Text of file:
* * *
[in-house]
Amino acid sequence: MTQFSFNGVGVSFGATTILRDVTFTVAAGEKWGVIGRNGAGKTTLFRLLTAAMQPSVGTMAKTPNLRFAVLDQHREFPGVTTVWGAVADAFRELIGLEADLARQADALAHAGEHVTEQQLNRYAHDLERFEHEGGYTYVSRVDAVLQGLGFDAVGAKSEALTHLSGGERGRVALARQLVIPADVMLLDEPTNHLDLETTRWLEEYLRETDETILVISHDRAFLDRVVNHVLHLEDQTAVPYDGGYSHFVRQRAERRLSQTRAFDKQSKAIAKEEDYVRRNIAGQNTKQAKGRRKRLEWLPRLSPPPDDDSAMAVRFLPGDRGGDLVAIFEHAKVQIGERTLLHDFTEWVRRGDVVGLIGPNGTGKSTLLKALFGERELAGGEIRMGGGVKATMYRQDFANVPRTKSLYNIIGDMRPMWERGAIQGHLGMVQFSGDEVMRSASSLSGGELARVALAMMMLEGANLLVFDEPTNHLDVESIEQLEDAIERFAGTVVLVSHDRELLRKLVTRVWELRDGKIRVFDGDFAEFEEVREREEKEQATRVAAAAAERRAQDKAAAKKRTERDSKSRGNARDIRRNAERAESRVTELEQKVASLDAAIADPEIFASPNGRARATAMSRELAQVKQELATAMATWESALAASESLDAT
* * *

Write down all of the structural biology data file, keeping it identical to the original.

[in-house]
Amino acid sequence: MTQFSFNGVGVSFGATTILRDVTFTVAAGEKWGVIGRNGAGKTTLFRLLTAAMQPSVGTMAKTPNLRFAVLDQHREFPGVTTVWGAVADAFRELIGLEADLARQADALAHAGEHVTEQQLNRYAHDLERFEHEGGYTYVSRVDAVLQGLGFDAVGAKSEALTHLSGGERGRVALARQLVIPADVMLLDEPTNHLDLETTRWLEEYLRETDETILVISHDRAFLDRVVNHVLHLEDQTAVPYDGGYSHFVRQRAERRLSQTRAFDKQSKAIAKEEDYVRRNIAGQNTKQAKGRRKRLEWLPRLSPPPDDDSAMAVRFLPGDRGGDLVAIFEHAKVQIGERTLLHDFTEWVRRGDVVGLIGPNGTGKSTLLKALFGERELAGGEIRMGGGVKATMYRQDFANVPRTKSLYNIIGDMRPMWERGAIQGHLGMVQFSGDEVMRSASSLSGGELARVALAMMMLEGANLLVFDEPTNHLDVESIEQLEDAIERFAGTVVLVSHDRELLRKLVTRVWELRDGKIRVFDGDFAEFEEVREREEKEQATRVAAAAAERRAQDKAAAKKRTERDSKSRGNARDIRRNAERAESRVTELEQKVASLDAAIADPEIFASPNGRARATAMSRELAQVKQELATAMATWESALAASESLDAT